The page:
The most unsettling villain may be the one who does nothing at all.
Not that the villain takes no action, but that the villain takes no DIRECT action. They are always scheming in the shadows, creating plans out of sight, but they themselves lift not a single finger. The hero can see the destruction and despair caused by these schemes every day, and the hero KNOWS that the villain is behind it all from the very beginning. And yet, the villain merely sits there, smiling, in plain sight, at surface level seeming to have absolutely no connection to the evil.
The most important point in the portrayal of this villain is the climax. It is natural for so many villains that when their plans are crashing around them, or when they feel they are in a strategically superior position, that they will take matters into their own hands, and while in doing so show their true and terrifying power, they also open themselves up to their own demise because they are becoming directly involved with the threat. This “unsettling” villain, however, will not do this, no matter what happens. They will continue to play a passive game, a waiting game, to the very end. Perhaps they will allow themselves to get captured, because they have plans in motion which will allow themselves to later be freed, or because their plans do not require them to be free. Perhaps they will allow themselves to be wounded, because their physical body is meaningless compared to the elaborate web they are weaving. Perhaps they will allow their fortress to be destroyed and their plans to fail, because as long as they are alive they may build a new fortress, a new plan. And in doing this, in doing nothing, they begin to toy with the head of the hero, as the hero wonders if their foe is even human. Humans strike back when struck, humans look to their own survival, humans relish gaining power with their own two hands and showing others that they have it.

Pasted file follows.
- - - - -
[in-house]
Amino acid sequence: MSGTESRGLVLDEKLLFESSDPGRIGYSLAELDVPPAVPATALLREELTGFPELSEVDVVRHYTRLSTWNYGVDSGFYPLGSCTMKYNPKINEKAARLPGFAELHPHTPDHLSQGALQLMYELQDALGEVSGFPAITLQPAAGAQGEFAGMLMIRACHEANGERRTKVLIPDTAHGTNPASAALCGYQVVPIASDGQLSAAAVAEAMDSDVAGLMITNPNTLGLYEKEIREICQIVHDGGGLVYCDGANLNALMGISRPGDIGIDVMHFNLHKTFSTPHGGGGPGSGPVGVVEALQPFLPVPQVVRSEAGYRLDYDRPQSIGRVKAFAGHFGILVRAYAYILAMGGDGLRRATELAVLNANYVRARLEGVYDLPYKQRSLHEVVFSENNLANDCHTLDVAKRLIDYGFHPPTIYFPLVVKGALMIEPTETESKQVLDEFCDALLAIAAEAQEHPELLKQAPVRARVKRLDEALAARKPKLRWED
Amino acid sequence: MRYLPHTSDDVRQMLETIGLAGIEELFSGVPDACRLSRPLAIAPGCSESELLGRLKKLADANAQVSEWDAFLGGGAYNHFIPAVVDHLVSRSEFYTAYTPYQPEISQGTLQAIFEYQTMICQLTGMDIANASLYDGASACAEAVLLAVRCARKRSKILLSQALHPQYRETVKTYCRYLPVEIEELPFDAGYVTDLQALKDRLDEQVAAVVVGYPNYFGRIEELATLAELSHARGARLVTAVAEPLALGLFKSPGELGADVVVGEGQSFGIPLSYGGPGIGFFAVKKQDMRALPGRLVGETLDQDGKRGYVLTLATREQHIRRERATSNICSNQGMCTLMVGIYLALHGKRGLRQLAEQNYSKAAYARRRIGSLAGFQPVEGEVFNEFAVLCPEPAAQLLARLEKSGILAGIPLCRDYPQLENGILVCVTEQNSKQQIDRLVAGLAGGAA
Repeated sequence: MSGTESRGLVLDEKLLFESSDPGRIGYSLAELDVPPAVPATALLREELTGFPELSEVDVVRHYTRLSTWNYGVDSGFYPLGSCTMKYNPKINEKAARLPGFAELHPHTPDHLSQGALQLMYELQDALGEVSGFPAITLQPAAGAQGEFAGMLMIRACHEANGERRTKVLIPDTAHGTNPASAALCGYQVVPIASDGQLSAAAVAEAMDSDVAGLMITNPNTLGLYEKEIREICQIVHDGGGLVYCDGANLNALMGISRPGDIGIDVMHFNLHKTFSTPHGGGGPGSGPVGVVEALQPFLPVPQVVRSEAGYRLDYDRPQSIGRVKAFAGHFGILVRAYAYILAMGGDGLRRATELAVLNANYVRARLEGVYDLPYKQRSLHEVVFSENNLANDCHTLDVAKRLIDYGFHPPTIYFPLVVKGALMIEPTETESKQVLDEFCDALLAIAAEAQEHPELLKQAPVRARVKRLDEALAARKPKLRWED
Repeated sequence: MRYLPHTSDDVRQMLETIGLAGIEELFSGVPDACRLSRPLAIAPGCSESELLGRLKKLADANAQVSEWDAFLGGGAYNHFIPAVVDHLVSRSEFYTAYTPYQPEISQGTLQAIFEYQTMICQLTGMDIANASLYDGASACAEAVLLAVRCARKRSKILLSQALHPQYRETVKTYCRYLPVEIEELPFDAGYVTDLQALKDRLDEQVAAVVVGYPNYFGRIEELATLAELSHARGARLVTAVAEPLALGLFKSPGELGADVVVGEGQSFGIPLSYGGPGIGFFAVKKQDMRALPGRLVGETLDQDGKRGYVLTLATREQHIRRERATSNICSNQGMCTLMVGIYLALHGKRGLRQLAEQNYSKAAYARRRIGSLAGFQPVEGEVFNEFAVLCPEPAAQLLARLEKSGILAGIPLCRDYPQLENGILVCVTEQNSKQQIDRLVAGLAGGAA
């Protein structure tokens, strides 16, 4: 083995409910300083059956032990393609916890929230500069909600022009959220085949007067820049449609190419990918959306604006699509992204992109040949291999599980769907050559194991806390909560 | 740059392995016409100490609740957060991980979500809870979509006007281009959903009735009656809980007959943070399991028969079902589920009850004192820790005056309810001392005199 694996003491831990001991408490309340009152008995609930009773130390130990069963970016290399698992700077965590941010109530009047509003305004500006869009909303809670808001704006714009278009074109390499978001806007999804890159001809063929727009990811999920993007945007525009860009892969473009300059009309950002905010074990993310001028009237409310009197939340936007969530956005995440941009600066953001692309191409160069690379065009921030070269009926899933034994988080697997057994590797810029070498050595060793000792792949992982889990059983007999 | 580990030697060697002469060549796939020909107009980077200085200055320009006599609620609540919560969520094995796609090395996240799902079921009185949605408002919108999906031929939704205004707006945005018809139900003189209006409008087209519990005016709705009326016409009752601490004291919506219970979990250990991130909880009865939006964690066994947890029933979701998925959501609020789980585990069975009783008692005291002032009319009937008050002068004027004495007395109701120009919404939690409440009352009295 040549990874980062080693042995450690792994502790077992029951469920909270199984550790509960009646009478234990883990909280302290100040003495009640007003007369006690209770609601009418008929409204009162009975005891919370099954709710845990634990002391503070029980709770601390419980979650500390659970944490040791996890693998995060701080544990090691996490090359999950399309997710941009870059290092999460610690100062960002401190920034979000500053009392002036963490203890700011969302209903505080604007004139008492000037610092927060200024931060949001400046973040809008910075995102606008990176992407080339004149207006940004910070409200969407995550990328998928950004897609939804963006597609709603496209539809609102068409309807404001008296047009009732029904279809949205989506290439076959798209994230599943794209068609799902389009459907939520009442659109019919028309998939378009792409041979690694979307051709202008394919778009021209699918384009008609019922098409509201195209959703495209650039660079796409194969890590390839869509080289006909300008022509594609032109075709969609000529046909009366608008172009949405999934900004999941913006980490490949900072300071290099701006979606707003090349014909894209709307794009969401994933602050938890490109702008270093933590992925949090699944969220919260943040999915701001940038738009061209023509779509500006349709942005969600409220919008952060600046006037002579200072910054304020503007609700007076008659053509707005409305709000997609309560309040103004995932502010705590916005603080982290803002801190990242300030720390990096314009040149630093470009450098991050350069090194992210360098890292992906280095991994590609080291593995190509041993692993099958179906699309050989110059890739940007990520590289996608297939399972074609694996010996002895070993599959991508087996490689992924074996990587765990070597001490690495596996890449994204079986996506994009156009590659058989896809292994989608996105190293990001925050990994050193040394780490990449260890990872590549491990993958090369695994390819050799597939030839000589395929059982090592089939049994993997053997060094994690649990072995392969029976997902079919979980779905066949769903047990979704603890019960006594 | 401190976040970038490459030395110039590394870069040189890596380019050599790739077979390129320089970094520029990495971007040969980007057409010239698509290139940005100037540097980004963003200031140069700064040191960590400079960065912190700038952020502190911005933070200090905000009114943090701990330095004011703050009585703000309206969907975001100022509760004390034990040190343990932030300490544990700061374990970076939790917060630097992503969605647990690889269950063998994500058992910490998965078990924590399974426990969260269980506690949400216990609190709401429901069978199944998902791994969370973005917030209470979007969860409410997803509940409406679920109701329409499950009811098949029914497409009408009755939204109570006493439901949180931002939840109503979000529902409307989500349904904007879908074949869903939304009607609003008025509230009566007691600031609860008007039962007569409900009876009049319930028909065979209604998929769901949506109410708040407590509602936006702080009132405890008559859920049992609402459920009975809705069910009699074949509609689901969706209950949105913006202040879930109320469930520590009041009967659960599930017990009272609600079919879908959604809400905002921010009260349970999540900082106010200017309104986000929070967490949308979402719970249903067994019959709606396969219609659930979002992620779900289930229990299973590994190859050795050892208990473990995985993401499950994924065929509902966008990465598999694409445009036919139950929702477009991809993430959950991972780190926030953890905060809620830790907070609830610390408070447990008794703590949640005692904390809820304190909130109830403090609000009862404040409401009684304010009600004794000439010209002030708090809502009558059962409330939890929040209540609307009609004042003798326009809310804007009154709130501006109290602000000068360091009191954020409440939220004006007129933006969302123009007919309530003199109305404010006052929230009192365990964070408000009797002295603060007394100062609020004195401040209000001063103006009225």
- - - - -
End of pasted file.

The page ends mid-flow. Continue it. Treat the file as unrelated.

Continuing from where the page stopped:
But the most powerful creature is a creature who never has to show its power. All know that this creature is the greatest of creatures; they fear its wrath, and thus do not attempt to challenge it. It is not the power which is important, but the knowledge that the power exists, and might be pointed in any direction at a moment’s notice. It is not the power, but the threat of power. THIS is why the passive villain is so frightening. Not because they do nothing, but because they are so good at what they do that they can do nothing and still win. It is a feeling of utter helplessness bestowed upon the hero, as it fights against an unseen foe, almost a force of nature, because despite knowing that the villain is the nexus of the conflict, his subconscious mind cannot interpret it that way. His mind must be able to connect the dots, and associate the villain with the crime, so as to place blame and deliver justice. But the crimes are committed by proxy, by no one and by everyone, and here is the villain, minding their own business, accountable to no law, seemingly innocent. And perhaps the hero may even start to question whether the villain is even truly the villain, or if all these crimes are happenstance. And at that point, the villain has won. The fight is over, because the hero has ceased to believe in it.
“The finest trick of the devil is to persuade you that he does not exist.”